I am happy, dear God, I am happy, I am happy. There’s nothing wrong. I don’t need to be prettier, skinnier, taller, okay? I don’t need a boyfriend, walls painted sage green, miniskirts in different cuts and colors, is that alright? I don’t need to complain about the concerns of my neatly-ordered, clean-cut mornings and afternoons and evenings and nights. I could always be doing better, but I am okay now. Is there something wrong with me, something faulty in the part of me that’s supposed to disapprove, is supposed to be swollen with hormones and oh-so-righteously indignant? I really don’t know, and I really don’t care. All I know is that I am happy, I am happy always, and that is more than enough for me.

Oh, I Don’t Even Know.

We, nimble fingered, smelling of bay leaf and soapstone. We, ignoring the space where Pangaea breathes into Panthalassa, sea-sky becoming indistinguishable, bred into confusion and birds cooing upside-down. Cutting hair with dirty kitchen scissors. Taking bikes and going and going, not really wondering when we should turn back.

I wrote you an opera once, a sort of perhaps opera, about box jellyfish. It started with your hands are nematocysts, but I did not know what I meant by that. I wrote you letters once, you wrote me letters once, but I got tired, you got tired, didn’t you? We took bikes, but you were the one who turned back.

I am without water, and you are full of it, am I the Cassandra to your Poseidon? CPR doesn’t restart the heart, it only delays termination. Sea turtles eat box jellyfish, but we’ve never seen turtles. CPR only delays termination. When I stood next to you I could hear the chords for my perhaps opera in your pulse. I did not want to go home to an empty mailbox.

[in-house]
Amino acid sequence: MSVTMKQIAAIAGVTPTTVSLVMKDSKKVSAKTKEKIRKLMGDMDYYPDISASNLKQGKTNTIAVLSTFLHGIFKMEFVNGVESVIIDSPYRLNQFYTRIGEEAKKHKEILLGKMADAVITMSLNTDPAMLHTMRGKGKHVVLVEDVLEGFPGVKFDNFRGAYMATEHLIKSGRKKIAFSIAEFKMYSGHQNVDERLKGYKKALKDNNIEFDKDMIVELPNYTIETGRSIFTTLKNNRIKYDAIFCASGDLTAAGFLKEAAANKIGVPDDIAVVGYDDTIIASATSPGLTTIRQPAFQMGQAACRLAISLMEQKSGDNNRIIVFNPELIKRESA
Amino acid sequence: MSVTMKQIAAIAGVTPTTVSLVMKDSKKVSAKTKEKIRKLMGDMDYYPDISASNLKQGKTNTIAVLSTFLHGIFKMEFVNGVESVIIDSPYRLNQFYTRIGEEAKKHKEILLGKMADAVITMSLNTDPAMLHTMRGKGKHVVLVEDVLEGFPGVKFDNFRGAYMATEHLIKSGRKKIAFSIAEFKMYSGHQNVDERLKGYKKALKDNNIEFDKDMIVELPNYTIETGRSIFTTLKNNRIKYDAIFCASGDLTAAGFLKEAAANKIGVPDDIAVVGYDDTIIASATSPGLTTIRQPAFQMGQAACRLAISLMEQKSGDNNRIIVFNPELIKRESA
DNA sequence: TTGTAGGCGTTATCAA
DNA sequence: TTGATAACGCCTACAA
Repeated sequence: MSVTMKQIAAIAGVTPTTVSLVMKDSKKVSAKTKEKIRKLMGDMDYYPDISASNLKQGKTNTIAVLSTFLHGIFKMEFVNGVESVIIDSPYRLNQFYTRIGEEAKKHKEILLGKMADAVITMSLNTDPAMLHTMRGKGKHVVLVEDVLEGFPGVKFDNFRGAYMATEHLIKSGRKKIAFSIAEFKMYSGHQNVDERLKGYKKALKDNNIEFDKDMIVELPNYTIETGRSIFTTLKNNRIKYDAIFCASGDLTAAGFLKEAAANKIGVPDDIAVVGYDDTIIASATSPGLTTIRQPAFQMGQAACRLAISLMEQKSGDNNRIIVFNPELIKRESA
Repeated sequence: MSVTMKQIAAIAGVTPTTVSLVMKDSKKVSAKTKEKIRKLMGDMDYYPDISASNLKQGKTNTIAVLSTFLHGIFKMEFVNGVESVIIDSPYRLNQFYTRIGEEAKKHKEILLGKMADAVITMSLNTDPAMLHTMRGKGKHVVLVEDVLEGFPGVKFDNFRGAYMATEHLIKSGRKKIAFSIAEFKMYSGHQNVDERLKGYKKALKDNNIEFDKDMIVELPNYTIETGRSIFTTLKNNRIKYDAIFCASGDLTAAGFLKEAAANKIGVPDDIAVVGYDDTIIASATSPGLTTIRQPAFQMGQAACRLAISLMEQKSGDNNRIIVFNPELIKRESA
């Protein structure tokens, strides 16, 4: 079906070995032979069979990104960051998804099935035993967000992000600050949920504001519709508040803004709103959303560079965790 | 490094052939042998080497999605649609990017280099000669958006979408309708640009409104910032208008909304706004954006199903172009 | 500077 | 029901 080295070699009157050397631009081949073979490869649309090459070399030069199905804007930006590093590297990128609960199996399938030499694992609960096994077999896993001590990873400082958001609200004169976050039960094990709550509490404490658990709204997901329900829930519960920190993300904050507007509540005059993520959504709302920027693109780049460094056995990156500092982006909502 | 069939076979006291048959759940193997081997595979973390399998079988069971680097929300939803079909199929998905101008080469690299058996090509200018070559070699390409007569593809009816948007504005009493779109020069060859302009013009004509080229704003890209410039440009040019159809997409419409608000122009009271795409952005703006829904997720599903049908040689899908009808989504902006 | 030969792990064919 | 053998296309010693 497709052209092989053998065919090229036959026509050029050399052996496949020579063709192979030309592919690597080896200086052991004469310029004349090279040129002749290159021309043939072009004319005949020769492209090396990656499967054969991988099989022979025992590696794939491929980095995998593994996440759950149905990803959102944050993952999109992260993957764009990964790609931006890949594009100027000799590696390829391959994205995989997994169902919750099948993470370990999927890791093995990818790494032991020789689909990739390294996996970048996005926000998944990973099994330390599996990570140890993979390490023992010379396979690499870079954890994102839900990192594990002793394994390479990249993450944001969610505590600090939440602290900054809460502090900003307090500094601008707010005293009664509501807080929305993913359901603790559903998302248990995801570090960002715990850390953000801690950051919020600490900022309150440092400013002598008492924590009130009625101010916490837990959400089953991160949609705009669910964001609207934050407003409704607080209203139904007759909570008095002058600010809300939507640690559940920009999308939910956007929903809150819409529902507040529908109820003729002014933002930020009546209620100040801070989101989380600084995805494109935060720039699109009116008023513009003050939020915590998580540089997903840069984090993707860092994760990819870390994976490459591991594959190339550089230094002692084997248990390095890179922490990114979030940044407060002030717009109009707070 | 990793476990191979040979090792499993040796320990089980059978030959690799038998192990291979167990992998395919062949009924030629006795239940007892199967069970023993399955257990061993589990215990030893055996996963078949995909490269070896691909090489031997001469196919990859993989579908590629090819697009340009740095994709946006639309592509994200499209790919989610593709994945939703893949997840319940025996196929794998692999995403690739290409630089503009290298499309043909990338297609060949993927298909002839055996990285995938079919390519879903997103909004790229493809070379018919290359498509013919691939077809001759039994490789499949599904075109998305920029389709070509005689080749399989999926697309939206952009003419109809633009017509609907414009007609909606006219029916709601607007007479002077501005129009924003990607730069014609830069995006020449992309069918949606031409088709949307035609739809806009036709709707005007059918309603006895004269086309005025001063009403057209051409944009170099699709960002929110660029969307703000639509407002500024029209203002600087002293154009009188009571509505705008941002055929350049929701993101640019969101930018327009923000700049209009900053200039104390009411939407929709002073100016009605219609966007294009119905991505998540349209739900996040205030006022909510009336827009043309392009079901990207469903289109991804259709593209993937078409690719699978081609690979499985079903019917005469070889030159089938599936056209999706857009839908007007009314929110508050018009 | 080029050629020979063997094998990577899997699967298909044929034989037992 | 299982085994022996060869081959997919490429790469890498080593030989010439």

Panthalassa speaks untruths I hear, but I am the Cassandra to your Iphigenia. CPR doesn’t restart hearts, especially not nematocyst hearts. Did I do something wrong? I only wanted to cry you a perhaps opera. Sea turtles are immune, but you are silly flesh wired to a killable heart. We took bikes, and I dragged yours home. Rescue boats tied to the wharf, but you cannot make a drowned bird coo, and you cannot love that which has no intention of returning.

I Like Not Having To Sleep Off A Hangover.

Sometimes I’ll be talking as if vomiting, spewing and gesticulating with few pauses and poor enunciation. The way I do anything – move, write, smack – mimics the way I talk, which is absolutely furious. More often that not I end up with my palms turned skyward, or pressed to my knees, panting like some kind of animal. The unfortunate recipient (usually my father, because neither my brother nor my mother can listen to me talk for more than twenty seconds without going EMMA! GOD! THIS IS BORING! and walking away) looks at me with a slight frown, as if admiring a caged chimpanzee. His face is very OKAY, UM, WHAT WAS THE POINT OF THAT MONOLOGUE? but my father is too politically correct to usually say that. He just nods like he’s understood everything and offers to go make us a cup of tea or some couscous.

I don’t talk to my school friends about what really interests me. They don’t give a rat’s ass care about the stream-of-consciousness technique James Joyce used to articulate Molly Bloom’s thoughts in the last chapter of Ulysses, and they are not afraid to tell me so. Nature versus nurture, eugenics, Modernist literature: these topics are shot down with a heavy hand and a voice like an open guitar chord. I didn’t dress up as a slutty nurse this Halloween. I didn’t feel a need to go out and party and drink booze and sleep on the street. I like my bed, okay? Feeding on supermarket alcohol and dancing on folding tables and puking in my neighbor’s hydrangeas does not make me happy. I do not do things that do not make me happy.

The point: I don’t usually talk about what I would like to talk about, so I write about it. And even if I write like I talk, without proper punctuation and with an excessive amount of paltry adjectives, it feels nice to say something to any kind of human receiver, even if they maybe think I’m a little bizarre. That is okay. It is kind of teenage verbal diarrhea, what I am doing here, but I’d like to think that there is a someone and that someone’s screen somewhere and for once that someone would very much like to listen to what I have to say.